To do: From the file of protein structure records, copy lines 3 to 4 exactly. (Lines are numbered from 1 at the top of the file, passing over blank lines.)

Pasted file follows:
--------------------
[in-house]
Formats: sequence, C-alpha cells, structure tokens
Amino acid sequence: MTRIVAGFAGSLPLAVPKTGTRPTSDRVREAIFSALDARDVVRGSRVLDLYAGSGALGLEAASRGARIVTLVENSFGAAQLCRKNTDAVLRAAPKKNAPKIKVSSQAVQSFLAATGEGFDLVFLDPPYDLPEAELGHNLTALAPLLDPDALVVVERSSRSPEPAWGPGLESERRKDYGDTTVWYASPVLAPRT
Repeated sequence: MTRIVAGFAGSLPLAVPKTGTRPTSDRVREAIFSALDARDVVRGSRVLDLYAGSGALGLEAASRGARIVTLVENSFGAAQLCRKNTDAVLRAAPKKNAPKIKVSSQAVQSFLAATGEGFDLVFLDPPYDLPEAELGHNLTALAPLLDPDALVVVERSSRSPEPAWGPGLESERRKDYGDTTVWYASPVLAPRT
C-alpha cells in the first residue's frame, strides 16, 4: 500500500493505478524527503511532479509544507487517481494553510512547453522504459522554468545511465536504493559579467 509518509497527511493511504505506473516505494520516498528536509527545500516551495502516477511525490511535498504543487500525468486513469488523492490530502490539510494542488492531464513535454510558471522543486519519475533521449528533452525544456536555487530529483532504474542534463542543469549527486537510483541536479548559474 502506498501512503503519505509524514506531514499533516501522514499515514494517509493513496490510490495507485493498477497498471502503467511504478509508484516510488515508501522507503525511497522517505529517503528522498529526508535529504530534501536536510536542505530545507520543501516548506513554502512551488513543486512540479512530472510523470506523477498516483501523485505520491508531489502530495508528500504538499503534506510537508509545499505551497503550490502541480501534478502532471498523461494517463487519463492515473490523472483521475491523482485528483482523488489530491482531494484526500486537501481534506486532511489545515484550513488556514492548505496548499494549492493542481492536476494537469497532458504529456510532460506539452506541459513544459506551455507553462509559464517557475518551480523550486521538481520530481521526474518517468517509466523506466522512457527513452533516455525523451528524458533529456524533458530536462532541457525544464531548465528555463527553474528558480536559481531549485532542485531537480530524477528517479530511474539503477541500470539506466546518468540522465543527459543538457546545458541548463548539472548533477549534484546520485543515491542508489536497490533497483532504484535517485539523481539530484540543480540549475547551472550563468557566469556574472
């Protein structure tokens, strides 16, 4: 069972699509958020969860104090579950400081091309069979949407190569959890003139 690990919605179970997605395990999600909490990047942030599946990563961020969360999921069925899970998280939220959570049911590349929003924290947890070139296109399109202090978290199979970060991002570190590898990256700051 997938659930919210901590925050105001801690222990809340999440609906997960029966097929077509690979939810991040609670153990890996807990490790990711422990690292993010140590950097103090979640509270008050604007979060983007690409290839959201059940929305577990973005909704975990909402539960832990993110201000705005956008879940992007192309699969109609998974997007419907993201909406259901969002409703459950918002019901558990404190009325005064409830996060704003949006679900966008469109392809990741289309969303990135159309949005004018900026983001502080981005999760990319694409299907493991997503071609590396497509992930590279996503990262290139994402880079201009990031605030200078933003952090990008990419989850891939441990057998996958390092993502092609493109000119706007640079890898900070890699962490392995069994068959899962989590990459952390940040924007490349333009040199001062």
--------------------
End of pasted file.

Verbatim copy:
Amino acid sequence: MTRIVAGFAGSLPLAVPKTGTRPTSDRVREAIFSALDARDVVRGSRVLDLYAGSGALGLEAASRGARIVTLVENSFGAAQLCRKNTDAVLRAAPKKNAPKIKVSSQAVQSFLAATGEGFDLVFLDPPYDLPEAELGHNLTALAPLLDPDALVVVERSSRSPEPAWGPGLESERRKDYGDTTVWYASPVLAPRT
Repeated sequence: MTRIVAGFAGSLPLAVPKTGTRPTSDRVREAIFSALDARDVVRGSRVLDLYAGSGALGLEAASRGARIVTLVENSFGAAQLCRKNTDAVLRAAPKKNAPKIKVSSQAVQSFLAATGEGFDLVFLDPPYDLPEAELGHNLTALAPLLDPDALVVVERSSRSPEPAWGPGLESERRKDYGDTTVWYASPVLAPRT